Yep, tap dancing is on tap too: Maurice Chestnut and Jeffry Foote will be dancing at the high school’s auxiliary gym, providing a history of the form as well as some improvisational steps. In addition, they’ll invite a few audience members up to dance and will stick around for a talkback.

First Night Morris County Offers an Arts-Oriented, Family-Friendly New Year

Random Test Reggae Band

Random Test Reggae Band will perform at St. Peter’s Parish House, while Morristown native Rio Clemente, aka “The Bishop of Jazz,” will offer sets with his Abbots at the United Methodist Church. Listen for choral and orchestral musical performances, as well.

Craig Schlosser, president of First Night Morris County and the Morris County Tourism Bureau as well as managing director of the Morris County Economic Development Corporation, says the online component has become a crucial aspect of the event planning.

First Night Morris County Offers an Arts-Oriented, Family-Friendly New Year

Johnny Peers & the Muttville Comix

“While First Night Morris is an incredible in-person experience, it should be one that everyone has the opportunity to enjoy accessibly,” he says. This year, the livestream will be filmed from the Mayo Performing Arts Center and will feature Johnny Peers and the Muttville Comix, along with The John Ginty Band. Ginty, a Morristown native, serves as music director for the Allman Family Revivals and has played keyboards on The Blind Boys of Alabama Grammy-winning album “Higher Ground,” among others.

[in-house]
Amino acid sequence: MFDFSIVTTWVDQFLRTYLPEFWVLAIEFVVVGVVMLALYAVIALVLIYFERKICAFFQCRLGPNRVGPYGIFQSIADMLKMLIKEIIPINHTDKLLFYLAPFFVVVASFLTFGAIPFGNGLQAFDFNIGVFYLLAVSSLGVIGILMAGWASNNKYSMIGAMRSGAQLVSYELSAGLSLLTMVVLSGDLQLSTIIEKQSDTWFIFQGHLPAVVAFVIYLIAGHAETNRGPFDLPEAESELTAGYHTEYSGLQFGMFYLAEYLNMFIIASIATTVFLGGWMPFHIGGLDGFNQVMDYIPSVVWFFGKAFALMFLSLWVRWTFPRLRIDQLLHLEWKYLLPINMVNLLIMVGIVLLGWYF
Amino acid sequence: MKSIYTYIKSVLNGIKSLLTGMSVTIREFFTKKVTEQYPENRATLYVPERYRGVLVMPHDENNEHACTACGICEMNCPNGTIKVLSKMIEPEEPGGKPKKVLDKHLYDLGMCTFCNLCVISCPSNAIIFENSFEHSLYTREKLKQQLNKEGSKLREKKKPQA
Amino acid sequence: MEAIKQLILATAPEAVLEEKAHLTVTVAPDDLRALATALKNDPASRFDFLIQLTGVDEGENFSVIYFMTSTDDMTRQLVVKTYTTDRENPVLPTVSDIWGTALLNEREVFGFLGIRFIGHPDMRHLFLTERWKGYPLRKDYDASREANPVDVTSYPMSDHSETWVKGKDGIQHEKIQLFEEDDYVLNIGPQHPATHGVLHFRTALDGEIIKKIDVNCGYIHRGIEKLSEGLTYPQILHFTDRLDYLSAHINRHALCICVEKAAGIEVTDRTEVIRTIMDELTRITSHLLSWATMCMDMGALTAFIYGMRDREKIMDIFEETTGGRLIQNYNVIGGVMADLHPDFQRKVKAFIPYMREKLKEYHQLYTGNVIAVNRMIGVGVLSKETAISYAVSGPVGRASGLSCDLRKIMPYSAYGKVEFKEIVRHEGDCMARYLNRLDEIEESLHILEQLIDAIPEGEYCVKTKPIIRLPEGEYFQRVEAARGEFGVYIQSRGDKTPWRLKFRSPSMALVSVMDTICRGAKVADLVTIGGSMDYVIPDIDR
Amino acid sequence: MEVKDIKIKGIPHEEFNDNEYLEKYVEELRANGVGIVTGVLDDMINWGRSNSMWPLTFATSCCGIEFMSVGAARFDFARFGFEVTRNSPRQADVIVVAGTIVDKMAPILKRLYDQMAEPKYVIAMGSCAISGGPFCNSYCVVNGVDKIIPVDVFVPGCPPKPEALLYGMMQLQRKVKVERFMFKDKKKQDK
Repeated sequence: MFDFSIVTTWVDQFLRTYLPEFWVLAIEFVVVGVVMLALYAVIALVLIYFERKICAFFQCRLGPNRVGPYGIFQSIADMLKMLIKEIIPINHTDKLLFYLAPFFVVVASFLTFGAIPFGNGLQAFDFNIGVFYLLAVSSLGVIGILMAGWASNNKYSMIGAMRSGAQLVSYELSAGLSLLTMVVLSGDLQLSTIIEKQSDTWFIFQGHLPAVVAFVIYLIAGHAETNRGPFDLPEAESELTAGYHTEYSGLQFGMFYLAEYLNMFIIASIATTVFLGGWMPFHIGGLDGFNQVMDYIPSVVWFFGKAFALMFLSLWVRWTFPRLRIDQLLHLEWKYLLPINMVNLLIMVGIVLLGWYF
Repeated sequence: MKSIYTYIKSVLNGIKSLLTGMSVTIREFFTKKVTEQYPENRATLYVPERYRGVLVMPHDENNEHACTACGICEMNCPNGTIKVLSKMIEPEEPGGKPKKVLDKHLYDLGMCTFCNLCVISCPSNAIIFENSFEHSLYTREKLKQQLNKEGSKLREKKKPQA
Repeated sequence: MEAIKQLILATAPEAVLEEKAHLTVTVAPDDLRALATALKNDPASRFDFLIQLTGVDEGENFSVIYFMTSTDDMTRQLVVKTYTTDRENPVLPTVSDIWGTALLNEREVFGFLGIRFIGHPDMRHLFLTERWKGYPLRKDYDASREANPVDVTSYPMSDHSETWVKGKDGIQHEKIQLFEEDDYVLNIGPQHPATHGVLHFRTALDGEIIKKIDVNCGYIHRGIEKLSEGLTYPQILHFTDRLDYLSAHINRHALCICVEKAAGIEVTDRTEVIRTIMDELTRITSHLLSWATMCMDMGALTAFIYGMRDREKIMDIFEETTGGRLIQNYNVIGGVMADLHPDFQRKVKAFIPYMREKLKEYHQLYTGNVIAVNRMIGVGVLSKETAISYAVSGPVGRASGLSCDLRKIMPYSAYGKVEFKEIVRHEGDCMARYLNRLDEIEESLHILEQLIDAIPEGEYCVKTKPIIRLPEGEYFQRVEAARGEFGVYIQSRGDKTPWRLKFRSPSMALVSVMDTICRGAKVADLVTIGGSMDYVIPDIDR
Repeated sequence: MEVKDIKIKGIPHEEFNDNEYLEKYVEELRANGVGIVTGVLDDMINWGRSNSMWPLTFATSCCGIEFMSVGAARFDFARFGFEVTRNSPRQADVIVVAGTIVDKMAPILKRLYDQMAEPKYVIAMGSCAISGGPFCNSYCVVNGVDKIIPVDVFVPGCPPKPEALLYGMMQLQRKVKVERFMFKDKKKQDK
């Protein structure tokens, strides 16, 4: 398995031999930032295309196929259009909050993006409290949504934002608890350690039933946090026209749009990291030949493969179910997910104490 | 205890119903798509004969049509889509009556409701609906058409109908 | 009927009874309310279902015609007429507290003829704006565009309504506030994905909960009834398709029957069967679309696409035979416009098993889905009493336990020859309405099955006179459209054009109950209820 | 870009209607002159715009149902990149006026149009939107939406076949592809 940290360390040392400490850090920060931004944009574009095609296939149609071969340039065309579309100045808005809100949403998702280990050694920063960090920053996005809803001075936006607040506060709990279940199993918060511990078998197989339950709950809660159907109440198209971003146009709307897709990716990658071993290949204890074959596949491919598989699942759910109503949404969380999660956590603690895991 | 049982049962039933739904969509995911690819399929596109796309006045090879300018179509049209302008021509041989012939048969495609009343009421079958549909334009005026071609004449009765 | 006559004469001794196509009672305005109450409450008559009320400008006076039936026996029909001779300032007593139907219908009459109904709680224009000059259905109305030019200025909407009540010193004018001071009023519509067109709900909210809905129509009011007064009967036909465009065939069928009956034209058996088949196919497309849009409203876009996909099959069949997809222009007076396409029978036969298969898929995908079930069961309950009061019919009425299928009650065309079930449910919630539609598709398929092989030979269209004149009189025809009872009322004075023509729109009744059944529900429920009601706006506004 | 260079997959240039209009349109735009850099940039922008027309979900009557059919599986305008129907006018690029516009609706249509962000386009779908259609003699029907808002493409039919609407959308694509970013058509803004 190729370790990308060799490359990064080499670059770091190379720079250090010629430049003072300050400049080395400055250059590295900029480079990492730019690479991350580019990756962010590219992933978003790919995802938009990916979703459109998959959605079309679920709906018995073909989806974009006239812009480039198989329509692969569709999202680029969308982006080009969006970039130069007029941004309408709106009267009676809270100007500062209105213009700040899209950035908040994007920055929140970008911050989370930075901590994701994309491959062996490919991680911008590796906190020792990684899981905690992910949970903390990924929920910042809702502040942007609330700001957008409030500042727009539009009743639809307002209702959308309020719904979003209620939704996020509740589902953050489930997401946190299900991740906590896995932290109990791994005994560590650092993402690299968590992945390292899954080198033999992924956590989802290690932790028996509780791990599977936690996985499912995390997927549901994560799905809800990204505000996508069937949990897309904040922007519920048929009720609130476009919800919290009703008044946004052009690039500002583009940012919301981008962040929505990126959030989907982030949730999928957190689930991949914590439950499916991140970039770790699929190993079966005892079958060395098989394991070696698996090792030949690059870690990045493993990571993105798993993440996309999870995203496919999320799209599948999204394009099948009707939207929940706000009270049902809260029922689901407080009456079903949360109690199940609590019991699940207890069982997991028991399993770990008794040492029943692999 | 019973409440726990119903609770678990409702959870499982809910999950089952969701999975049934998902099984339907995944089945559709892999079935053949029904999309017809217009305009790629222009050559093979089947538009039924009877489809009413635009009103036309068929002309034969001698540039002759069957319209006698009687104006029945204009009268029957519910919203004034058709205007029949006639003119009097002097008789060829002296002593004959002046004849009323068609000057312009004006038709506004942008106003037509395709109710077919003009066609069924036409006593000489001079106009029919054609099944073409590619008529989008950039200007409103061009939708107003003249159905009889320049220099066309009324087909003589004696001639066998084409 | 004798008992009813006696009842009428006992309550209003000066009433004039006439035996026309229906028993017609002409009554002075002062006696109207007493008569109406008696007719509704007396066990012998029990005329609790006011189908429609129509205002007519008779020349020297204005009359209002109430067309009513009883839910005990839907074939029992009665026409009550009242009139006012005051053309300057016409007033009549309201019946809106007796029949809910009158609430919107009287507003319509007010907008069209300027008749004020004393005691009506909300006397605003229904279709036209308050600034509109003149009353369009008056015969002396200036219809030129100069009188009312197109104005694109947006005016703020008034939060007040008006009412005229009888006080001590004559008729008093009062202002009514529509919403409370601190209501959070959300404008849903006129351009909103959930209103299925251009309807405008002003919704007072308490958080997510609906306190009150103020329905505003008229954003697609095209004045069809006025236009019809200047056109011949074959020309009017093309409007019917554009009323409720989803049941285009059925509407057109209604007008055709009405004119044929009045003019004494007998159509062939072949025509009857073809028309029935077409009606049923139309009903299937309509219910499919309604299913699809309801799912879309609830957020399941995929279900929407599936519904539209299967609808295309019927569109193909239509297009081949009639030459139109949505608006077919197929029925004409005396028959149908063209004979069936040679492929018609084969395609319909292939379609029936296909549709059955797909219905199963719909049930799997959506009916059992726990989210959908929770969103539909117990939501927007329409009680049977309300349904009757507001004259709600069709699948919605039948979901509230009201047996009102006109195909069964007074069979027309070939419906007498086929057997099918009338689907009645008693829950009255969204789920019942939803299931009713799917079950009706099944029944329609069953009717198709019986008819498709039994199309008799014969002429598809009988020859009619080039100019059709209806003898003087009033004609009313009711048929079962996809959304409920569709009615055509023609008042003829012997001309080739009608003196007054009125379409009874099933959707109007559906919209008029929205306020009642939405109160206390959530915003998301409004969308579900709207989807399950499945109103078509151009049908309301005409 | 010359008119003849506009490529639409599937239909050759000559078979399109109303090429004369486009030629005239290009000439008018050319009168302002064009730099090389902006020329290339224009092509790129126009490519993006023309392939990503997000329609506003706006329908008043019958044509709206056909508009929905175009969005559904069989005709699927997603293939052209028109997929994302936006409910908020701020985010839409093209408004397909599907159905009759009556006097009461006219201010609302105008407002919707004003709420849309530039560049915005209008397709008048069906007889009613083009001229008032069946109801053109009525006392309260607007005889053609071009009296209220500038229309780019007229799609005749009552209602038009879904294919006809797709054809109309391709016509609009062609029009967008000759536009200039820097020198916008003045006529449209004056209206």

And whether you catch those performances in your footie pajamas from, well, anywhere in the world, or you head downtown and plunge into the swirl of activity, you’re unlikely to miss all that fuss in Times Square.

“New Year’s Eve no longer belongs to just New York City,” Schlosser says.

Tickets are available at FirstNightMorris.org or at the Mayo Performing Arts Center Box Office at 100 South St. in Morristown.

First Night Began as an Artful Alternative to Typical New Year’s Eve Celebrations

Sure, “First Night” is a misnomer, but the original organizer of First Night, artist Clara Wainwright, has claimed that she and her friends initiated the event in Boston in 1976 as an antidote to the “empty” New Year’s celebrations she’d witnessed.



 
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“We wanted to focus on the positive, and ‘first night’ is like a theatrical opening,” she told The New York Times in 2006.